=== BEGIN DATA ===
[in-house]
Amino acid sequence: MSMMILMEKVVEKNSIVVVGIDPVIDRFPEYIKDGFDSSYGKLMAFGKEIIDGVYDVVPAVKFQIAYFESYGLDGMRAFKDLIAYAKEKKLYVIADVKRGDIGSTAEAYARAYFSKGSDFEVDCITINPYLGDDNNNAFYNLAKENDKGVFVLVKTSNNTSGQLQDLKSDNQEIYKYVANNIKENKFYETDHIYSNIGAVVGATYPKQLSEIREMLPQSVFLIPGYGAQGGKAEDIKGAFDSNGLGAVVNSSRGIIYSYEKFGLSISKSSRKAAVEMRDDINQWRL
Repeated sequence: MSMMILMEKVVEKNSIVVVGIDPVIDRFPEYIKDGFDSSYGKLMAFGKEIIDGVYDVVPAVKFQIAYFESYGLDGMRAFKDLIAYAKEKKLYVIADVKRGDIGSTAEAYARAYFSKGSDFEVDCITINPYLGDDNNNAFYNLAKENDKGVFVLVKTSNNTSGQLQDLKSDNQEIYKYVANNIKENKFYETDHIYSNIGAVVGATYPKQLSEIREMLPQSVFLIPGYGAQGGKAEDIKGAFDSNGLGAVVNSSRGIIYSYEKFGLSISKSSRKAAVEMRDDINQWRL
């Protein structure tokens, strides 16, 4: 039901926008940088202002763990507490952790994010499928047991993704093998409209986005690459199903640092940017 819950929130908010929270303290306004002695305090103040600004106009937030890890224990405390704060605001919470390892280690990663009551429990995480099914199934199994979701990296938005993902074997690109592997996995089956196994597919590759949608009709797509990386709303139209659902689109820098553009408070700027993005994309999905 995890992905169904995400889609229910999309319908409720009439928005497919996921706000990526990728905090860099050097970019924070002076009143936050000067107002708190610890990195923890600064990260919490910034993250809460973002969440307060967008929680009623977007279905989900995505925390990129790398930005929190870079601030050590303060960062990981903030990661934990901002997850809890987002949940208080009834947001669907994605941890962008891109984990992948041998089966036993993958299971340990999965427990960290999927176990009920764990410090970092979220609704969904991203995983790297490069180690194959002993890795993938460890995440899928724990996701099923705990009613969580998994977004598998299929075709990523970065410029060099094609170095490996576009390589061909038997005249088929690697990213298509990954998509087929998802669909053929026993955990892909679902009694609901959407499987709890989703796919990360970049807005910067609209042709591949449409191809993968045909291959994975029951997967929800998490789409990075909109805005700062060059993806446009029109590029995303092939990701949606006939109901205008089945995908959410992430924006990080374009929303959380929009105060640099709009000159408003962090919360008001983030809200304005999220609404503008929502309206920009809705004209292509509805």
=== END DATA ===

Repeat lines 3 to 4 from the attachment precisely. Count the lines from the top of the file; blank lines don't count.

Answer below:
Repeated sequence: MSMMILMEKVVEKNSIVVVGIDPVIDRFPEYIKDGFDSSYGKLMAFGKEIIDGVYDVVPAVKFQIAYFESYGLDGMRAFKDLIAYAKEKKLYVIADVKRGDIGSTAEAYARAYFSKGSDFEVDCITINPYLGDDNNNAFYNLAKENDKGVFVLVKTSNNTSGQLQDLKSDNQEIYKYVANNIKENKFYETDHIYSNIGAVVGATYPKQLSEIREMLPQSVFLIPGYGAQGGKAEDIKGAFDSNGLGAVVNSSRGIIYSYEKFGLSISKSSRKAAVEMRDDINQWRL
């Protein structure tokens, strides 16, 4: 039901926008940088202002763990507490952790994010499928047991993704093998409209986005690459199903640092940017 819950929130908010929270303290306004002695305090103040600004106009937030890890224990405390704060605001919470390892280690990663009551429990995480099914199934199994979701990296938005993902074997690109592997996995089956196994597919590759949608009709797509990386709303139209659902689109820098553009408070700027993005994309999905 995890992905169904995400889609229910999309319908409720009439928005497919996921706000990526990728905090860099050097970019924070002076009143936050000067107002708190610890990195923890600064990260919490910034993250809460973002969440307060967008929680009623977007279905989900995505925390990129790398930005929190870079601030050590303060960062990981903030990661934990901002997850809890987002949940208080009834947001669907994605941890962008891109984990992948041998089966036993993958299971340990999965427990960290999927176990009920764990410090970092979220609704969904991203995983790297490069180690194959002993890795993938460890995440899928724990996701099923705990009613969580998994977004598998299929075709990523970065410029060099094609170095490996576009390589061909038997005249088929690697990213298509990954998509087929998802669909053929026993955990892909679902009694609901959407499987709890989703796919990360970049807005910067609209042709591949449409191809993968045909291959994975029951997967929800998490789409990075909109805005700062060059993806446009029109590029995303092939990701949606006939109901205008089945995908959410992430924006990080374009929303959380929009105060640099709009000159408003962090919360008001983030809200304005999220609404503008929502309206920009809705004209292509509805």